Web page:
Luke 16:1-9


Frank had always loved nice stuff, but as an employee of FEMA for 32 years most of these things were unaffordable. Things had changed recently, though. His co-workers first noticed the new iPod. Then it was the new clothes, the week-long luxury cruise, and even the new car. Everyone figured it was a mid-life crisis; they had seen it before in others.

His co-worker, Matt, was suspicious, though. He peered into some of Frank’s expense account records, and he discovered a number of charges that he didn’t think were legitimate.

The next morning, Frank’s boss called him in. Frank was told that he had 24 hours to give an accounting for a long list of questionable expenditures.

Frank went pale. His hands got sweaty. As he walked back to his office, he knew he was in trouble. There was no way he could legitimize those charges. He knew that he would be fired tomorrow.

“What am I going to do?” Frank said to himself. “How will I find another job? I’m 54. I don’t want to take unemployment or welfare, and I don’t want to work at McDonalds.

He got an idea. He had friends. If he didn’t have his job anymore, he still had his friends. He started the plan in motion. He quickly arranged for five of them to receive generous hurricane relief checks and made sure that they were sent by the end of the day. He called his friends and told them to expect a little extra money because he was able to pull some strings.

The next day Frank turned in the feeble explanation of his expense reports. He was fired within the hour. Fortunately, Frank had some very grateful friends. One of them got Frank a new job with a higher salary. One of them paid Frank’s mortgage for three months.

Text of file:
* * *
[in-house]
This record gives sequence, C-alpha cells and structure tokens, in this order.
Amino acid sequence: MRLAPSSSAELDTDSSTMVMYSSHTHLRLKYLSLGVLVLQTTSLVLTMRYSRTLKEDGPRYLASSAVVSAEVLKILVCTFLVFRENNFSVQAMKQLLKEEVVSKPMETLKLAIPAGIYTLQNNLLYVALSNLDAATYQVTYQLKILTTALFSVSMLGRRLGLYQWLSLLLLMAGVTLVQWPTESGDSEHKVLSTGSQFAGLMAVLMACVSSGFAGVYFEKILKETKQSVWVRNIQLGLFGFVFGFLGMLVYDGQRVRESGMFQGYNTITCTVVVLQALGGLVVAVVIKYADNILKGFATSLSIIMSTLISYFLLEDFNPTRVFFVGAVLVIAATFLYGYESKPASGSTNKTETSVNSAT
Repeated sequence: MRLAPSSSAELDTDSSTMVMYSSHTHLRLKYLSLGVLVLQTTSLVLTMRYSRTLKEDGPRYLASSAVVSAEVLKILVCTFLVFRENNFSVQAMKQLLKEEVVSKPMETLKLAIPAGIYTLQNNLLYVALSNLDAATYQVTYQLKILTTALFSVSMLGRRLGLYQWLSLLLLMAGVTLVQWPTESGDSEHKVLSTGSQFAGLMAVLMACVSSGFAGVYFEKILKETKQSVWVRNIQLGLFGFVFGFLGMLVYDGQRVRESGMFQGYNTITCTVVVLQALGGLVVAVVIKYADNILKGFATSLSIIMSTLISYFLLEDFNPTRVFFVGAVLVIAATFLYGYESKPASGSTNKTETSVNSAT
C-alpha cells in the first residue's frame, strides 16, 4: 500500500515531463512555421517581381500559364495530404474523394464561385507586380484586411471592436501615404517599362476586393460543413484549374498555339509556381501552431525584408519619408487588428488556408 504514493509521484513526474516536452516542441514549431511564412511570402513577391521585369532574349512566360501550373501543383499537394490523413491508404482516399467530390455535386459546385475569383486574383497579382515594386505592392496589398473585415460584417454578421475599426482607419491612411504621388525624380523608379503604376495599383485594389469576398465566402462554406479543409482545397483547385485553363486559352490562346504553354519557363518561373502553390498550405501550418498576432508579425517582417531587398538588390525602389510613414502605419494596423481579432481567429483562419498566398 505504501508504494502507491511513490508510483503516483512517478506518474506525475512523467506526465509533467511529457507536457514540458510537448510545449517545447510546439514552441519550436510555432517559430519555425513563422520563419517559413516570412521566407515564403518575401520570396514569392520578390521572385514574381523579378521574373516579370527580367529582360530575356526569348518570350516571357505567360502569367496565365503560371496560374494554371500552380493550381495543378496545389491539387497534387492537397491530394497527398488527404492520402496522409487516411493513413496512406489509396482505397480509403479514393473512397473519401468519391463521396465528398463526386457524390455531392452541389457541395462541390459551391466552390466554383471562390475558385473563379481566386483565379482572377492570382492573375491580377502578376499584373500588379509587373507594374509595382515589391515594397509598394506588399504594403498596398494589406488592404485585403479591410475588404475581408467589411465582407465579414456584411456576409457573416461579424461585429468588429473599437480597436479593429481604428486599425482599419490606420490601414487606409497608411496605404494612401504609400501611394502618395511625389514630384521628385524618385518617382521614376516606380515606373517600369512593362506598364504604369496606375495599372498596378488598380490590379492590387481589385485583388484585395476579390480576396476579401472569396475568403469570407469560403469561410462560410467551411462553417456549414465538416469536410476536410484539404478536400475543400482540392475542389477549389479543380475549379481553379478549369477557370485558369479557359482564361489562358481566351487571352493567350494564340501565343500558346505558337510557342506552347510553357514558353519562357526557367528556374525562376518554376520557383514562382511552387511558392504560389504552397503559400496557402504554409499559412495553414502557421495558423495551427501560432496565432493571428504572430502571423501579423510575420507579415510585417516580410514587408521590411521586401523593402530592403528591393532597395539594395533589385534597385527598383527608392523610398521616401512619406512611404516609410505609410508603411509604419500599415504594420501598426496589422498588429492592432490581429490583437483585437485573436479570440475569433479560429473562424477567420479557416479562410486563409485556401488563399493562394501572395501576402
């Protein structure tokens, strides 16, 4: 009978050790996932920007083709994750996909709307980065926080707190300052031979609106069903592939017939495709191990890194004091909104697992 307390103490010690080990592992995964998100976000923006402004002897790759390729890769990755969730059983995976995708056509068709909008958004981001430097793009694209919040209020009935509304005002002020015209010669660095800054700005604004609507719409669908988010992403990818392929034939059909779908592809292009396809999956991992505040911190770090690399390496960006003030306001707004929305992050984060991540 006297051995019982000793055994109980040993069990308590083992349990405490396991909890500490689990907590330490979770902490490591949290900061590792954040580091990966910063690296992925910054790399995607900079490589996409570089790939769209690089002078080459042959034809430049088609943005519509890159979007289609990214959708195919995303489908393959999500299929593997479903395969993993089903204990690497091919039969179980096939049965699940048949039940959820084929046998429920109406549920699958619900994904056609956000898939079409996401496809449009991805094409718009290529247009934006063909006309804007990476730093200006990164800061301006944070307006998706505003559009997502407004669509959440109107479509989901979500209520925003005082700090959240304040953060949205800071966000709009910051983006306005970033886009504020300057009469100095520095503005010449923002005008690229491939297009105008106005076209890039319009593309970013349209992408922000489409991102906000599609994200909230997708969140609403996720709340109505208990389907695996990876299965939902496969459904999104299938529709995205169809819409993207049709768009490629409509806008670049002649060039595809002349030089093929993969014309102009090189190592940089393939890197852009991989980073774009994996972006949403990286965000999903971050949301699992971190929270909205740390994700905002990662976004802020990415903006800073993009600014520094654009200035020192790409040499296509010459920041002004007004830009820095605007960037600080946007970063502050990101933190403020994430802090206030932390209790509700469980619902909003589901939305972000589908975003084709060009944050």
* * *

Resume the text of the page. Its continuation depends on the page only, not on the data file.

Four weeks later Frank was called back into FEMA by his former boss. The fraudulent hurricane relief checks had been discovered. His boss went on about how immoral Frank’s actions were, but suddenly he stopped short. He said, “I’ve been thinking. Let’s keep this between us. I’m suspending any charges against you.”

Frank was stunned. He said, “Really? Why?”

Frank’s boss said, “Let’s just say I’ve never seen such a display of shrewdness before.”

The story you just heard may sound strange and slightly familiar at the same time. It is my attempt at modernizing one of the parables Jesus told – the Parable of the Shrewd Manager in Luke 16:1-9.

This parable has been defined by many as one of the most troublesome of Jesus’ parables. It raises a number of questions. Why would Jesus want us to follow the example of someone who cheats his master? How would you like it if someone taught your kid to imitate the practices of Enron’s former CEO?

This morning, we’re going to first take a closer look at this parable to understand the story, and then we’re going to look at its implications in our lives.

The story begins with a rich man whose manager took care of his business. Word got to the master, though, that the manager was being wasteful. The master called the manager in to his office and demanded an explanation. When confronted with the charge, the manager gave no answer. Instead of being immediately fired, though, the manager was given a window of opportunity. The master requested an audit to verify the charges leveled against the manager. The manager’s dismissal was inevitable, but it was not yet final or public. Time was short.

The manager panicked. He didn’t know what he would do after he lost his job. It would be embarrassing for someone who used to collect bills to become a temporary hired hand.

Suddenly, he figured out a plan. He called in his master’s debtors one by one and reduced their debts. Since he still had his position as manager, the changes in the debts were binding. With his actions, he knew that he had just made new friends who would gratefully help him in the future. The manager had used his resources with effort and imagination in looking out for his future well-being.

The master soon found out about what the manager had done. But instead of being furious, the master commended the manager. To us, the master’s reaction is unexpected and difficult to understand.